M.J. Murdock Charitable Trust

Program marks three decades of service, honors Salem-Keizer teacher

A man wearing a red shirt and a man wearing a blue button-up shirt smile for the camera while holding a certificate.

Vancouver, WA – The M.J. Murdock Charitable Trust celebrated the 30th anniversary of Partners in Science this week at the professional development program’s annual conference.

Partners in Science is a unique opportunity for high school science educators from around the Pacific Northwest to work one-on-one with a mentor conducting cutting-edge science research in an academic lab, a lab associated with another nonprofit institution or a national lab. Participants spend two summers in this environment, bringing their experiences back to their classrooms during the school year to help facilitate hands-on research to inspire and engage students from all backgrounds.

“Our benefactor, Jack Murdock, believed strongly in the power of hands-on research to inspire learning and spark innovation, particularly in the areas of STEM subjects that are so critical in our modern world,” said Dr. Moses Lee, senior program director for scientific research and enrichment programs, M.J. Murdock Charitable Trust. “We hear from educators regularly that this type of professional development opportunity is incredibly valuable in helping grow and enrich their teaching experience. We are grateful to play a small role in supporting educators in all communities across the Pacific Northwest.”

Partners in Science

Since it was founded in 1990, nearly 600 teachers from public and private high schools in Alaska, Idaho, Montana, Oregon and Washington have had the opportunity to grow their professional experience by collaborating on science research with researcher mentors through the Partners in Science program. Nearly 340 educators have returned for an additional session and continued mentorship.

Participation in the two-year program is funded entirely through a Murdock Trust grant. In addition to the two-year mentorship program, participants also attend an annual conference, where they have the opportunity to present their work to their peers. Following the original grant, partners can apply for a two-year supplemental grant to translate their research experiences back to their classroom; thus, directly transforming their habits of teaching and student learning.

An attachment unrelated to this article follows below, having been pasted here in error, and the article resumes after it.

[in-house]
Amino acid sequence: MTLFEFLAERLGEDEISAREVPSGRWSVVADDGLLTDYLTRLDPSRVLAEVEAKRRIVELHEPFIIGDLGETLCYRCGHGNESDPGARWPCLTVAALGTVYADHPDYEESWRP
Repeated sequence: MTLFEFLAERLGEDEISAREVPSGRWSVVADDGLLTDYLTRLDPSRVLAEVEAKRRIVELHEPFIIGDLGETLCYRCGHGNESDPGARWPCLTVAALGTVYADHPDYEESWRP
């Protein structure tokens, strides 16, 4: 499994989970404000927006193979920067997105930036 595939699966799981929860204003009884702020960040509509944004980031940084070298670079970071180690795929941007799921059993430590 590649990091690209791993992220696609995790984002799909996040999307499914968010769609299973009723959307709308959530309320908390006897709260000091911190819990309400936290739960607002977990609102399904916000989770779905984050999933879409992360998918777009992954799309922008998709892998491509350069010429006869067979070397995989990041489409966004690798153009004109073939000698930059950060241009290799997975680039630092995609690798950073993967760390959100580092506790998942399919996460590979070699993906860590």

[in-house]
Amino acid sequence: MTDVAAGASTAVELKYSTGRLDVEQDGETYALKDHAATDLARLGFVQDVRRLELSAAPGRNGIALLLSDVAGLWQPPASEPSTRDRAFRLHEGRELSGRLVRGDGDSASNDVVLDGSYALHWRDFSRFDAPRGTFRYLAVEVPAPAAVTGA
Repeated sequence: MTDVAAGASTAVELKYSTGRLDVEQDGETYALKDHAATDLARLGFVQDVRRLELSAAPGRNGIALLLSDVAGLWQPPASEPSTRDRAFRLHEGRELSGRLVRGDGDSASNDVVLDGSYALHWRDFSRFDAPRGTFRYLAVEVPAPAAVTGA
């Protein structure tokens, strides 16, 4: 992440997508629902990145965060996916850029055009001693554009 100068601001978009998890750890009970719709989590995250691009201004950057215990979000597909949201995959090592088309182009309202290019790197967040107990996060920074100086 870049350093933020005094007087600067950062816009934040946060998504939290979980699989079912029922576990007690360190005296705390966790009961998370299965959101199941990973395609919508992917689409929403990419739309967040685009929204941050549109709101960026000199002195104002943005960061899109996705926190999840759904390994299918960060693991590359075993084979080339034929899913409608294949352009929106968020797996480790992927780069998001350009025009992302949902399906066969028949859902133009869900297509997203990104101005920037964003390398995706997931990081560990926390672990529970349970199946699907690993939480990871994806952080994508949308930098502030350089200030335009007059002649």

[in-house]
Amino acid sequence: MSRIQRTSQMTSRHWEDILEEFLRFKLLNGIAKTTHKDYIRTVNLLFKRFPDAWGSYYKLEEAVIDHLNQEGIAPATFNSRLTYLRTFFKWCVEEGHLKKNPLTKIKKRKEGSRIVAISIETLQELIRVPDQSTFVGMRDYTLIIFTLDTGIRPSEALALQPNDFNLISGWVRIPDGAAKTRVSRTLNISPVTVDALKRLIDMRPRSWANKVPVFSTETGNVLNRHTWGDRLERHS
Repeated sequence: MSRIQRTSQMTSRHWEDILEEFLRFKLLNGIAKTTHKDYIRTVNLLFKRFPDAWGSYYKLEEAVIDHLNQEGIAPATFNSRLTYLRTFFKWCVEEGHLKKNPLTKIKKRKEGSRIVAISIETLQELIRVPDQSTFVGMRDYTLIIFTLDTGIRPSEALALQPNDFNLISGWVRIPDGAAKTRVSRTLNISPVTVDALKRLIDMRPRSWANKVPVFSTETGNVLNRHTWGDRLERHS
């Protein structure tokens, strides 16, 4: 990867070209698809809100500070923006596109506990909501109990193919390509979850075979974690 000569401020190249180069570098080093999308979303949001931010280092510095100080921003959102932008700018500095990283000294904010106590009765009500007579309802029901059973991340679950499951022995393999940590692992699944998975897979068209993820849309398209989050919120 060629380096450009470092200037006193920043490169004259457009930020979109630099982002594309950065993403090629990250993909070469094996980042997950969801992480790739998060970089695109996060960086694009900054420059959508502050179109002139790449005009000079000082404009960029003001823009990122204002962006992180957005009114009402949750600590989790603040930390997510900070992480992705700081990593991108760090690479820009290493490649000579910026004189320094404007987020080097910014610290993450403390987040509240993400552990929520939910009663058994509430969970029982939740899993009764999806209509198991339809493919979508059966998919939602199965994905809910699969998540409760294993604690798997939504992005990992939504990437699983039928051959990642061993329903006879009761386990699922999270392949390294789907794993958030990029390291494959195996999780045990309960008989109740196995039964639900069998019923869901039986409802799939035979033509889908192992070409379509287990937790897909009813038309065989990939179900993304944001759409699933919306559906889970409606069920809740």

“Science can’t just be taught with a text book and lecture notes. Teachers and students need to have an opportunity to see how the work comes to life in real-world scenarios,” said Kim Newman, program director, M.J. Murdock Charitable Trust. Newman oversees the Partners in Science program and was a former participant when she was a biology and technology teacher at Camas High School. She notes that the impact of Partners in Science can be felt both by students and by the participants themselves.

“Many of our educators report feeling an increased confidence in their teaching after completing the program,” Newman added. “But we also see it in the classroom. Many Partners alumni transition from a ‘recipe’ style of lesson planning—where students are told to follow specific steps that will lead to a specific result—to an inquiry- based lesson plan, where students are given an opportunity to experiment with no defined path and the opportunity to hypothesize and discover the outcome themselves.”

Honoring Excellence

As part of the Partners in Science 30-year anniversary, the Murdock Trust introduced the new Murdock Exemplary Teacher-Researcher Award (META), honoring outstanding service by a Partners participant. This year’s winner, Dr. Jason Niedermeyer, is a biology teacher at South Salem High School and adjunct professor at Western Oregon University. 

“Dr. Niedermeyer is the definition of what the Partners in Science program is about as he is regularly praised by faculty and students for finding ways to bring science to life and get his students excited about research,” said Newman. “We are so pleased we can honor his outstanding work at this year’s conference and that we will be able to recognize more educators at future conferences.”

META includes an $8,000 cash award that is shared between the recipient and their school to support future, hands-on research opportunities.

For more information on the Partners in Science Program, please visit our website murdocktrust.org.

About M. J. Murdock Charitable Trust

The Murdock Trust, created by the will of the late Melvin J. (Jack) Murdock, provides grants to organizations in five states of the Pacific Northwest—Alaska, Idaho, Montana, Oregon and Washington—that seek to strengthen the region’s educational, spiritual and cultural base in creative and sustainable ways. Since its inception in 1975, the Trust has awarded more than 6,800 grants totaling more than $1 billion. For more information, find the Murdock Trust on Twitter, Facebook, LinkedIn, Instagram, YouTube and on our website.


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